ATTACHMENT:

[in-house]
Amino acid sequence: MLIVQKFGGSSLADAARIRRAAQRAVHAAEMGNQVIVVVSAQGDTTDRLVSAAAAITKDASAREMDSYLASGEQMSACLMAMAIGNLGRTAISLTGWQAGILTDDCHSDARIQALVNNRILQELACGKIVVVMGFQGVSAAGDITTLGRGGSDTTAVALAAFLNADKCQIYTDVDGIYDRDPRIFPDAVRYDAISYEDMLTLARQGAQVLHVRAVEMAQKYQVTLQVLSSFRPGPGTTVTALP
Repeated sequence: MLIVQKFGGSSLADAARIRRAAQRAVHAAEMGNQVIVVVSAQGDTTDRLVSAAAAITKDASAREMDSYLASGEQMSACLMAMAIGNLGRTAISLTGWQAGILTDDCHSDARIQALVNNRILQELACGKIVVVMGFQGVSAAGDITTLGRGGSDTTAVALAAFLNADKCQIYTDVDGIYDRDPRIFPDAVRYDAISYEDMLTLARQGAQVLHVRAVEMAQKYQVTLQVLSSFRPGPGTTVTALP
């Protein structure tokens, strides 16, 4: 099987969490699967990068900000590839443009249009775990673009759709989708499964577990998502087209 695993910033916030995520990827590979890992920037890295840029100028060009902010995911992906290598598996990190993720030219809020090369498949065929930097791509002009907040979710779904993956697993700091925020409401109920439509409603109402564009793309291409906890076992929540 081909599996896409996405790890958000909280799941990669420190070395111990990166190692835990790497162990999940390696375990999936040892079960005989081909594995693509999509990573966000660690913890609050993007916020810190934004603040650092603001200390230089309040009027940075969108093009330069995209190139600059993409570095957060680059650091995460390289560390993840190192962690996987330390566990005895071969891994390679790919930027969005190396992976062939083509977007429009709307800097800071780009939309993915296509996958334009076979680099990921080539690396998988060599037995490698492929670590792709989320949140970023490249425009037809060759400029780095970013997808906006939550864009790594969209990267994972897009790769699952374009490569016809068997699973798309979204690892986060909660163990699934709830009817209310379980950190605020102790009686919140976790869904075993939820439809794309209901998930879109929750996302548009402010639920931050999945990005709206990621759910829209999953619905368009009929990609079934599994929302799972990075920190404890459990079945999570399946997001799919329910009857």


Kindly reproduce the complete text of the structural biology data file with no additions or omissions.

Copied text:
[in-house]
Amino acid sequence: MLIVQKFGGSSLADAARIRRAAQRAVHAAEMGNQVIVVVSAQGDTTDRLVSAAAAITKDASAREMDSYLASGEQMSACLMAMAIGNLGRTAISLTGWQAGILTDDCHSDARIQALVNNRILQELACGKIVVVMGFQGVSAAGDITTLGRGGSDTTAVALAAFLNADKCQIYTDVDGIYDRDPRIFPDAVRYDAISYEDMLTLARQGAQVLHVRAVEMAQKYQVTLQVLSSFRPGPGTTVTALP
Repeated sequence: MLIVQKFGGSSLADAARIRRAAQRAVHAAEMGNQVIVVVSAQGDTTDRLVSAAAAITKDASAREMDSYLASGEQMSACLMAMAIGNLGRTAISLTGWQAGILTDDCHSDARIQALVNNRILQELACGKIVVVMGFQGVSAAGDITTLGRGGSDTTAVALAAFLNADKCQIYTDVDGIYDRDPRIFPDAVRYDAISYEDMLTLARQGAQVLHVRAVEMAQKYQVTLQVLSSFRPGPGTTVTALP
């Protein structure tokens, strides 16, 4: 099987969490699967990068900000590839443009249009775990673009759709989708499964577990998502087209 695993910033916030995520990827590979890992920037890295840029100028060009902010995911992906290598598996990190993720030219809020090369498949065929930097791509002009907040979710779904993956697993700091925020409401109920439509409603109402564009793309291409906890076992929540 081909599996896409996405790890958000909280799941990669420190070395111990990166190692835990790497162990999940390696375990999936040892079960005989081909594995693509999509990573966000660690913890609050993007916020810190934004603040650092603001200390230089309040009027940075969108093009330069995209190139600059993409570095957060680059650091995460390289560390993840190192962690996987330390566990005895071969891994390679790919930027969005190396992976062939083509977007429009709307800097800071780009939309993915296509996958334009076979680099990921080539690396998988060599037995490698492929670590792709989320949140970023490249425009037809060759400029780095970013997808906006939550864009790594969209990267994972897009790769699952374009490569016809068997699973798309979204690892986060909660163990699934709830009817209310379980950190605020102790009686919140976790869904075993939820439809794309209901998930879109929750996302548009402010639920931050999945990005709206990621759910829209999953619905368009009929990609079934599994929302799972990075920190404890459990079945999570399946997001799919329910009857």